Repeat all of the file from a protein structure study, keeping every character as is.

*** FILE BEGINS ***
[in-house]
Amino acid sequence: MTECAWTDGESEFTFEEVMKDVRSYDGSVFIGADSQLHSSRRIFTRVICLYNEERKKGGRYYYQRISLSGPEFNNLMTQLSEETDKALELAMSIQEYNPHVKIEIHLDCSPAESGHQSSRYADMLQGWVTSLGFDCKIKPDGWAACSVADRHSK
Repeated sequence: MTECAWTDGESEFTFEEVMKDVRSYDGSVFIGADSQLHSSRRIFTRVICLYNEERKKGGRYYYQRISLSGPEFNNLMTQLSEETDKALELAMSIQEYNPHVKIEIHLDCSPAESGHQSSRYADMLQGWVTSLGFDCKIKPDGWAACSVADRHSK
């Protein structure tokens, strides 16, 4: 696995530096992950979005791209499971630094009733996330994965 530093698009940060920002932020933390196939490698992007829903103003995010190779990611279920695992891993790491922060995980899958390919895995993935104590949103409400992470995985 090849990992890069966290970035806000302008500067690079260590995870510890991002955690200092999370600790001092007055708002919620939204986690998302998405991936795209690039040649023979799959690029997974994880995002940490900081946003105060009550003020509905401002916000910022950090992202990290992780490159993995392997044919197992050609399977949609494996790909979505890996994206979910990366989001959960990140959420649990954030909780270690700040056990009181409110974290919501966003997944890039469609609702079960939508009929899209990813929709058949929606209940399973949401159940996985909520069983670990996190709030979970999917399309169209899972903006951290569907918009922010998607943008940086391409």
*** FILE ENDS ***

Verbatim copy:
[in-house]
Amino acid sequence: MTECAWTDGESEFTFEEVMKDVRSYDGSVFIGADSQLHSSRRIFTRVICLYNEERKKGGRYYYQRISLSGPEFNNLMTQLSEETDKALELAMSIQEYNPHVKIEIHLDCSPAESGHQSSRYADMLQGWVTSLGFDCKIKPDGWAACSVADRHSK
Repeated sequence: MTECAWTDGESEFTFEEVMKDVRSYDGSVFIGADSQLHSSRRIFTRVICLYNEERKKGGRYYYQRISLSGPEFNNLMTQLSEETDKALELAMSIQEYNPHVKIEIHLDCSPAESGHQSSRYADMLQGWVTSLGFDCKIKPDGWAACSVADRHSK
């Protein structure tokens, strides 16, 4: 696995530096992950979005791209499971630094009733996330994965 530093698009940060920002932020933390196939490698992007829903103003995010190779990611279920695992891993790491922060995980899958390919895995993935104590949103409400992470995985 090849990992890069966290970035806000302008500067690079260590995870510890991002955690200092999370600790001092007055708002919620939204986690998302998405991936795209690039040649023979799959690029997974994880995002940490900081946003105060009550003020509905401002916000910022950090992202990290992780490159993995392997044919197992050609399977949609494996790909979505890996994206979910990366989001959960990140959420649990954030909780270690700040056990009181409110974290919501966003997944890039469609609702079960939508009929899209990813929709058949929606209940399973949401159940996985909520069983670990996190709030979970999917399309169209899972903006951290569907918009922010998607943008940086391409």